“This makes it someone’s job”

Joan and Gerard Adams

FLS Program aims to prevent life-altering injuries before they happen

Joan Adams’ family had planned their holiday in Nova Scotia for a long time.

“We had started talking about it during COVID, but we wanted to wait until we all felt safe,” she said.

Her family rented a series of cabins near the sea in August of 2021. On one of the first nights of the vacation, Adams was flitting from cabin to cabin, visiting the loved ones she’d waited so long to see.

“It had been raining that night,” recalled Adams. “I walked across a slippery deck and the planks broke beneath me. I came down hard and shattered my right shoulder. It was a terrible break. There was nothing to do but replace the joint.”

Fractures like Adams’ raise alarm bells for Dr. Martha Carmichael, an internist geriatrician and the Provincial Medical Director Seniors Care for Health PEI.

“I see it happen so often,” she said. “An older person comes into the hospital with a broken wrist or shoulder. I just know I’ll see them again in the next six months to a year with another fracture. It’s often only a matter of time before it’s a broken hip, which can have a devastating impact on a person’s life. 60 per cent of people who experience a broken hip don’t recover their full movement and independence.”

This January, Adams’ lost her balance again, this time while she was at home in Stratford.

“I was walking through the kitchen when I slipped,” she said. “As I was going down, I remember thinking: I can’t break that shoulder again. I turned myself as I fell and ended up landing on and breaking the other shoulder.”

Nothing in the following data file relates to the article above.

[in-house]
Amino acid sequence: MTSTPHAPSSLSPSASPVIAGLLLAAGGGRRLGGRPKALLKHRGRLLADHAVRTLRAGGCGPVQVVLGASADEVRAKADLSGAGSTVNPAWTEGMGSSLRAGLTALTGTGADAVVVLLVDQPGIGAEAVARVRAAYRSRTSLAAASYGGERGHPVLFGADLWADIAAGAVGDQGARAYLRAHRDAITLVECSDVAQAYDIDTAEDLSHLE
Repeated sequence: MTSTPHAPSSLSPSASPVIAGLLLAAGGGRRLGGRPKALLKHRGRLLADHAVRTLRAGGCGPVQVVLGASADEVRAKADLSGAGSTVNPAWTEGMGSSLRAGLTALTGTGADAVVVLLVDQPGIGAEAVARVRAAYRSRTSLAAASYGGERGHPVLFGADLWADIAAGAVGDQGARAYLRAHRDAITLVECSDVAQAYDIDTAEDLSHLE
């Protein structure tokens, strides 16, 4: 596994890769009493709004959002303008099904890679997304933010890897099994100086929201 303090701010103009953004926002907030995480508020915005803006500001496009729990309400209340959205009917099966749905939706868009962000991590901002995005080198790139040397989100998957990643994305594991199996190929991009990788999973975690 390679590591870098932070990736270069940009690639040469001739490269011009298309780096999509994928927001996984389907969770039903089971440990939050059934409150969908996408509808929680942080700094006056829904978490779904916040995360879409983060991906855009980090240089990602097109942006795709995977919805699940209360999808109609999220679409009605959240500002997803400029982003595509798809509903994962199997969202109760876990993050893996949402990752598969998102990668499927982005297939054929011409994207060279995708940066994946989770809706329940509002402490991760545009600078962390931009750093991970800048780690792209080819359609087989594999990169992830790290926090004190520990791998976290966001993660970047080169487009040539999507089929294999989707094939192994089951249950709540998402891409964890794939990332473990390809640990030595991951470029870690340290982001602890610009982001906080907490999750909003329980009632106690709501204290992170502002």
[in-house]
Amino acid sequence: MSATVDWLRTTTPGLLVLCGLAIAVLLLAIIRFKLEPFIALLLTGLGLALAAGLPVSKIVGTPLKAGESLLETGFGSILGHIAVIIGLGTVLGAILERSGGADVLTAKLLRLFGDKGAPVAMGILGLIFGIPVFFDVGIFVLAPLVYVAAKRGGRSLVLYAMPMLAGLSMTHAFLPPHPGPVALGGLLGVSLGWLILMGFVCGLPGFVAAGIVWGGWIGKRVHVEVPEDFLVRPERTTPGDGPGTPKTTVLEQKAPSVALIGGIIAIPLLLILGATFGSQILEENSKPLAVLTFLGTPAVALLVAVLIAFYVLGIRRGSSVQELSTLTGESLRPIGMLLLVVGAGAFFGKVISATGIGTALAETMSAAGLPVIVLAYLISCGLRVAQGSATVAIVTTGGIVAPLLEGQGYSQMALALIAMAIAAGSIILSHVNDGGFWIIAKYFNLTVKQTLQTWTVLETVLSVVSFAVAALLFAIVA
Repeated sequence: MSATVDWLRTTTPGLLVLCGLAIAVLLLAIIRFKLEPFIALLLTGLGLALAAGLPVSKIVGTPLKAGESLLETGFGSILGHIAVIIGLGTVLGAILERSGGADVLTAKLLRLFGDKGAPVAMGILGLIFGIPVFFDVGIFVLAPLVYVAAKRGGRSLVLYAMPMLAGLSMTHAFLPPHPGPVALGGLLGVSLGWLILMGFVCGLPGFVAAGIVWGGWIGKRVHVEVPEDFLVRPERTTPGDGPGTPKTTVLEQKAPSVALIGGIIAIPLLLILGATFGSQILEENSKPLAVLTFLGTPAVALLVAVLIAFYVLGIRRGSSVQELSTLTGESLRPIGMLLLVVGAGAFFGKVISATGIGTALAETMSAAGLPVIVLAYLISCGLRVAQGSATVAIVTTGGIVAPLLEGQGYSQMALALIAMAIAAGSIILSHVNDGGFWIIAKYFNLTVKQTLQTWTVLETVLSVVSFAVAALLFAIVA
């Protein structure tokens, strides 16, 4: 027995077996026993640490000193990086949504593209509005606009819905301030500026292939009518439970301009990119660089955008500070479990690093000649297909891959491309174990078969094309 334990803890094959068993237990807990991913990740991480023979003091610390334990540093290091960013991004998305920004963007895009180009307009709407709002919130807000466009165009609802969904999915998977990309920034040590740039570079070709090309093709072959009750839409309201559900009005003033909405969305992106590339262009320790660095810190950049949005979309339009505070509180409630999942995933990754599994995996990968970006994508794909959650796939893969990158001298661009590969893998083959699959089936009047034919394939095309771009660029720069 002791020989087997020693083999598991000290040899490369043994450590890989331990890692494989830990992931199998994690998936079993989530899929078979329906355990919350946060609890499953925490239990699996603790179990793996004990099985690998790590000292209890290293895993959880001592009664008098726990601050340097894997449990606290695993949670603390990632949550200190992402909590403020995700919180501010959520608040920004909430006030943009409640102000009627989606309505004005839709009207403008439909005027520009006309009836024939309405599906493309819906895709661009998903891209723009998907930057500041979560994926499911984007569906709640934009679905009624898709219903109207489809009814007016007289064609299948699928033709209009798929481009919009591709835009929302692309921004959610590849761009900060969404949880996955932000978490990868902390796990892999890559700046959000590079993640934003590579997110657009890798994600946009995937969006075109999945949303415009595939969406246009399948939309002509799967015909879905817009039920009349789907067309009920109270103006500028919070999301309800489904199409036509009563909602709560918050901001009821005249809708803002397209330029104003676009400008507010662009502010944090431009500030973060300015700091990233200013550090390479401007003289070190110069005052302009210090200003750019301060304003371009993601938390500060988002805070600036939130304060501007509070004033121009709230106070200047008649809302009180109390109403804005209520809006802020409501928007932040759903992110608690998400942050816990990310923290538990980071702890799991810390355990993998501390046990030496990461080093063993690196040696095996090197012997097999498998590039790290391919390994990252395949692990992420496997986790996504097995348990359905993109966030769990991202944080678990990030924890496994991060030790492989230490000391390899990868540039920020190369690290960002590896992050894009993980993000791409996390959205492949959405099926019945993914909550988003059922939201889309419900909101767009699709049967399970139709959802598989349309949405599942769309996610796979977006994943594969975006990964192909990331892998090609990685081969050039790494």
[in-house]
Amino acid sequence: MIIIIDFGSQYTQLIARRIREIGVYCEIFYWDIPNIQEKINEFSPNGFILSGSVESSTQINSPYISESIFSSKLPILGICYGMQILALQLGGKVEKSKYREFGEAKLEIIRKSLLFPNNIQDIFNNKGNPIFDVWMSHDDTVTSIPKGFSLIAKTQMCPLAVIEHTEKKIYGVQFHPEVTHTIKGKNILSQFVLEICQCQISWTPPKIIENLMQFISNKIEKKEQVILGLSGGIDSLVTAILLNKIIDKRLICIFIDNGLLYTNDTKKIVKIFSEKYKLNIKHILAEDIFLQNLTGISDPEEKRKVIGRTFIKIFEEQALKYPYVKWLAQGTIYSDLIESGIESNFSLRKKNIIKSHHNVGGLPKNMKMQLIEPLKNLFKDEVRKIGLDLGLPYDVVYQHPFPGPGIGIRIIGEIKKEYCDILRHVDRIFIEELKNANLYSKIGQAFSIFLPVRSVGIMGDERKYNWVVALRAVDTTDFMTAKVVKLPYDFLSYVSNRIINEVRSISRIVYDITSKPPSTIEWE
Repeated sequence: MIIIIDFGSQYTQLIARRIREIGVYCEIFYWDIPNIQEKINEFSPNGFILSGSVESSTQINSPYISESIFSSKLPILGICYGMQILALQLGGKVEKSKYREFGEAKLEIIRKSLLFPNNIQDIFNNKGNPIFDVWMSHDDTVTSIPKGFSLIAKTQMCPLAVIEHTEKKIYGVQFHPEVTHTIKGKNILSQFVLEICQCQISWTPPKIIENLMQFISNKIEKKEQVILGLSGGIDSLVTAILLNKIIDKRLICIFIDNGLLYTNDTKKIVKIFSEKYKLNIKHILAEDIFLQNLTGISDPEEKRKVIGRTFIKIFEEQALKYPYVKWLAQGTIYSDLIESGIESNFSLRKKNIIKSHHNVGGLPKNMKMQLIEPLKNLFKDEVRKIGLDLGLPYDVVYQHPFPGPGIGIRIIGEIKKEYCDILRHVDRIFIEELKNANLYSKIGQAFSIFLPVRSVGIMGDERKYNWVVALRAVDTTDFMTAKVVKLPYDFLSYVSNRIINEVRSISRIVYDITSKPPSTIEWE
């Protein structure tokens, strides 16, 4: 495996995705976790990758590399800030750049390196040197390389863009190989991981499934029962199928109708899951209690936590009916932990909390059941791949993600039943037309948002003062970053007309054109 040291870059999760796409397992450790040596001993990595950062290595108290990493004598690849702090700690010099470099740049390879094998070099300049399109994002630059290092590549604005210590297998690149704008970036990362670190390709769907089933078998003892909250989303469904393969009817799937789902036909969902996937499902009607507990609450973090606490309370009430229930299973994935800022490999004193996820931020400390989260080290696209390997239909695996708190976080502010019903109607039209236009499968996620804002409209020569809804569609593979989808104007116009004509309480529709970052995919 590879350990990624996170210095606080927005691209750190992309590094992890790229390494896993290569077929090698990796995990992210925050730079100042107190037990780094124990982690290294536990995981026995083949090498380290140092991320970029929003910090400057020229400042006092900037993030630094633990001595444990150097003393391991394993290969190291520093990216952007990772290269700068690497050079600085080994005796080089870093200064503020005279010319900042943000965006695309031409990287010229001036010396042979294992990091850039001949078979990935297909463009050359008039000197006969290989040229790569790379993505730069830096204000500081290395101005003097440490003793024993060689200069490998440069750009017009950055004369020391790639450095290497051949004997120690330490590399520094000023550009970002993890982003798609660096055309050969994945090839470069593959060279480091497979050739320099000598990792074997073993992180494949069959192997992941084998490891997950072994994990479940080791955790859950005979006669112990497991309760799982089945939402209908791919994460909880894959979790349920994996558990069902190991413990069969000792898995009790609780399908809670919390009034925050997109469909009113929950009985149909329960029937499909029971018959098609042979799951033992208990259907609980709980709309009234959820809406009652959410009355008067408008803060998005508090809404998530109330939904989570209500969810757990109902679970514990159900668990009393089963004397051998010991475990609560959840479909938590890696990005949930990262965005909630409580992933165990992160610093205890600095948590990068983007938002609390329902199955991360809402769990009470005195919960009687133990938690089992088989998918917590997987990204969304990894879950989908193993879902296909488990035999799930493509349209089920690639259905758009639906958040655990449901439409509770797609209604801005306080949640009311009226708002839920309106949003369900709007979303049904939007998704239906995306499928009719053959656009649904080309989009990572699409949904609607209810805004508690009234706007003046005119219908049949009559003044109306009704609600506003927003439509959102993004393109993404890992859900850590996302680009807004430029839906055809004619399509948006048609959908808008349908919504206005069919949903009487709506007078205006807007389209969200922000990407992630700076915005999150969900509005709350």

This time, her care was a little different. As part of her treatment after her broken bone, she met Ashley Poole, a nurse practitioner in charge of Health PEI’s new FLS Program, during an appointment at the QEH Orthopedic Clinic.

“FLS stands for Fracture Liaison Service,” explained Poole. “Which means, if you’re over 50 and break a hip, wrist, shoulder, or pelvis, you can expect to see me. I screen patients for the risk of future fractures and prescribe treatment for patients at a high risk to prevent future broken bones. We’re actually the first province in the country to offer this service to every resident who experiences a fragility fracture.”

Poole’s position is one Dr. Carmichael, Dr. Scott Wotherspoon (Orthopedic Surgeon), and others have advocated for years.

“This makes it someone’s job,” said Dr. Carmichael. “This means someone is watching the fractures come in and out of the hospital and following up with those patients to make sure their bone health is being addressed. If we can screen you for future fracture risk and prescribe treatment to help strengthen your bones, we can reduce the chance of a future break by as much as 70 per cent.”

Adams met with Poole after her second break and immediately scheduled her for a bone density screening.

“There was definitely a loss of density, but not as bad as they had thought,” said Adams. She chuckled. “It turns out, I really did just have a couple of nasty falls! But, I am now taking Vitamin D every day and having injections of a drug called Prolia every six months to improve my bone density.”Picture of Dr. Carmichael and Ashley Poole

“I work with high-risk patients for a year, following up on their progress,” said Poole. “It’s important to have that continuity. And I have built great relationships with other members of the health care team, including the orthopedic surgeons, and primary care providers, who have been very supportive.”

Adams was able to recover from her second fracture without the need for surgery. She’s grateful for the service and feeling optimistic about the future.

“I don’t have a family doctor on the Island, so the fact that someone is keeping track of me and looking out for me is reassuring,” she said. “I was told it could be up to a year before I would see a doctor to discuss bone density. Not only was I fast-tracked because of this program, it’s been just seven months since my break, and I’m already several months into my treatment. It’s wonderful.”

To learn more, contact the Provincial Geriatric Program office at 902-432-2860.

 

Published date: 
July 28, 2022
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